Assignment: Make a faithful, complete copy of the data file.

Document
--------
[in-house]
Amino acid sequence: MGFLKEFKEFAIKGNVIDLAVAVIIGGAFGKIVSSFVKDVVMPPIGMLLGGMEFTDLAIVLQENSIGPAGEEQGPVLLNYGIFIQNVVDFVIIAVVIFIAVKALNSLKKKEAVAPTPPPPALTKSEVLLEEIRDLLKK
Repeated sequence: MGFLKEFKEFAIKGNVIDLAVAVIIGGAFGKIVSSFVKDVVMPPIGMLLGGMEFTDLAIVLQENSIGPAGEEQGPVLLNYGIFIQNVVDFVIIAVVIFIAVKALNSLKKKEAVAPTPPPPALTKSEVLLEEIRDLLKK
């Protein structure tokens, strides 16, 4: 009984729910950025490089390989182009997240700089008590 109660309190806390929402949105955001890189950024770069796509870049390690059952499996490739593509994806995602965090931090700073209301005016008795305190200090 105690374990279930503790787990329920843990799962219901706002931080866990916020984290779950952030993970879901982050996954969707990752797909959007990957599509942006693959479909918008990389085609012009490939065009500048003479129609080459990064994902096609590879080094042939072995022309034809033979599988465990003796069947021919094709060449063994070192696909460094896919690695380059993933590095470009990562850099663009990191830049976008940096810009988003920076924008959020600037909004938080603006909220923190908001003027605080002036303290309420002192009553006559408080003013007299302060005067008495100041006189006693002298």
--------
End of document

[in-house]
Amino acid sequence: MGFLKEFKEFAIKGNVIDLAVAVIIGGAFGKIVSSFVKDVVMPPIGMLLGGMEFTDLAIVLQENSIGPAGEEQGPVLLNYGIFIQNVVDFVIIAVVIFIAVKALNSLKKKEAVAPTPPPPALTKSEVLLEEIRDLLKK
Repeated sequence: MGFLKEFKEFAIKGNVIDLAVAVIIGGAFGKIVSSFVKDVVMPPIGMLLGGMEFTDLAIVLQENSIGPAGEEQGPVLLNYGIFIQNVVDFVIIAVVIFIAVKALNSLKKKEAVAPTPPPPALTKSEVLLEEIRDLLKK
């Protein structure tokens, strides 16, 4: 009984729910950025490089390989182009997240700089008590 109660309190806390929402949105955001890189950024770069796509870049390690059952499996490739593509994806995602965090931090700073209301005016008795305190200090 105690374990279930503790787990329920843990799962219901706002931080866990916020984290779950952030993970879901982050996954969707990752797909959007990957599509942006693959479909918008990389085609012009490939065009500048003479129609080459990064994902096609590879080094042939072995022309034809033979599988465990003796069947021919094709060449063994070192696909460094896919690695380059993933590095470009990562850099663009990191830049976008940096810009988003920076924008959020600037909004938080603006909220923190908001003027605080002036303290309420002192009553006559408080003013007299302060005067008495100041006189006693002298």